‘Trans people will always exist – and the Cass report doesn’t change that’

Author: Amelia Hansford

The much-anticipated Cass report has finally been published, bringing with it a host of anti-trans naysayers predicting what they call ‘gender ideology’ is going the way of the dodo.

On top of the interim review published by Dr Hilary Cass in 2022, the report, which was commissioned in 2020, makes several recommendations for how trans youth clinics should be structured and run.

The report is a mixed bag of comprehensive reforms which make sense – if implemented correctly – while other more controversial recommendations range from puzzling to possibly malicious.

The Cass report includes a cavalcade of questionable claims, including that there is evidence of a “prenatal” hormonal influence surrounding which toys boys and girls pick to play with, as well as that “for many centuries transgender people have been predominantly trans females”.

The more reasonable recommendations, including the separation of pathways for pre-pubescent children and teenagers, and the implementation of regional hubs over the single clinic England had, have already been undermined by the farce that surrounded the opening of the first new centres this month.

A protestor holds up a sign that reads "trans rights are human rights."
The Cass Report has some sensible recommendations – and some truly puzzling ones. (Getty)

Whether or not you believe Cass will be a “watershed moment”, as shadow health secretary Wes Streeting hoped in his pathetic statement on the report, there’s no doubt that many “gender-critical” groups see it as an affirmation of their anti-trans beliefs.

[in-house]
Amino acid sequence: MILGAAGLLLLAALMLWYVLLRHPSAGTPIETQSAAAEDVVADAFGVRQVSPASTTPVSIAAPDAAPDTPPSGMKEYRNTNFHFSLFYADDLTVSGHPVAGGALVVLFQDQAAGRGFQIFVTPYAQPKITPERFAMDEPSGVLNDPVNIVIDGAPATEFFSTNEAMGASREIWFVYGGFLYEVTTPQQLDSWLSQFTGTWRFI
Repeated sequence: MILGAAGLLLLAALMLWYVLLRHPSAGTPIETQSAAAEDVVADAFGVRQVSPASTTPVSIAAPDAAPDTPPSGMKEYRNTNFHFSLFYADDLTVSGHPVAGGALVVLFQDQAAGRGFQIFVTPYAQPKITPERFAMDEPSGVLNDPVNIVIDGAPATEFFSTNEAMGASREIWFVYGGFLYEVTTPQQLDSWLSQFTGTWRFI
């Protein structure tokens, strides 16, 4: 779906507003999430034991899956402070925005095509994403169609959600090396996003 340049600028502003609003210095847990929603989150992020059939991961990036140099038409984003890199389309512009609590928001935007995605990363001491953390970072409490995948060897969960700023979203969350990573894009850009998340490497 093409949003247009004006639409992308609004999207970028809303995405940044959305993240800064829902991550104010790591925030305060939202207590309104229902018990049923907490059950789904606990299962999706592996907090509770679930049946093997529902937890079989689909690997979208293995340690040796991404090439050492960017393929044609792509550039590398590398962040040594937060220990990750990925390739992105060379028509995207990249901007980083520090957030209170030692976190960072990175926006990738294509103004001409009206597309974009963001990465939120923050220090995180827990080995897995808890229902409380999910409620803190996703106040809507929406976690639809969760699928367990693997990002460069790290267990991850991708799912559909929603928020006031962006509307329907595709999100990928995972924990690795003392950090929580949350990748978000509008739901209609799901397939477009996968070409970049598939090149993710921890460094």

Turn to any post commenting on it, positive or negative, and you’ll see an array of TERFs lauding the report and declaring those hesitant over its tone and findings are “butt-hurt” trans rights activists.

What’s most concerning is that a major finding in the report, which claimed that effectively all research into trans healthcare is of “poor quality”, has been used to ignore one simple biological and sociological fact: namely, that trans people exist.

Amnesty International UK argue that the report is already being “weaponised” by anti-LGBTQ+ media organisations and groups, and so it has come to fruition that TERFs are using the document as a way to claim that anyone supporting trans people is using “pseudo-science” to justify a myth.

This is complete nonsense: Cass only comments on research into trans healthcare itself, not trans people as a whole. But a sad consequence of the report and surrounding media coverage has been to further stigmatise trans people and anti-trans pundits ammunition to ignore other evidence.

Despite all of this, however, there is one pivotal and wholly immutable fact that TERFs, “gender-critical” groups, and anti-trans bigots can’t silence: trans people do exist. I exist as a trans woman, my friends exist as trans people, there are thousands of us existing – happily – right now. That’s all you need to know. Hundreds of years from now, when the Cass report is a distant relic of a bygone era, trans people will still exist – as we have for centuries, as the report itself notes.

That being said, the inevitability of trans people existing should not hide the growing systemic problems of today, from the lack of access to healthcare, to the vitriolic level of hate against us right now. We should always be fighting for the progression of human rights in society, no matter how far we have come.

Whether or not the Cass Report proves to help or hinder that fight remains to be seen – the preliminary evidence doesn’t look good – so until then, remember that trans rights will always be human rights.

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Actual Story on Pink News
Author: Amelia Hansford

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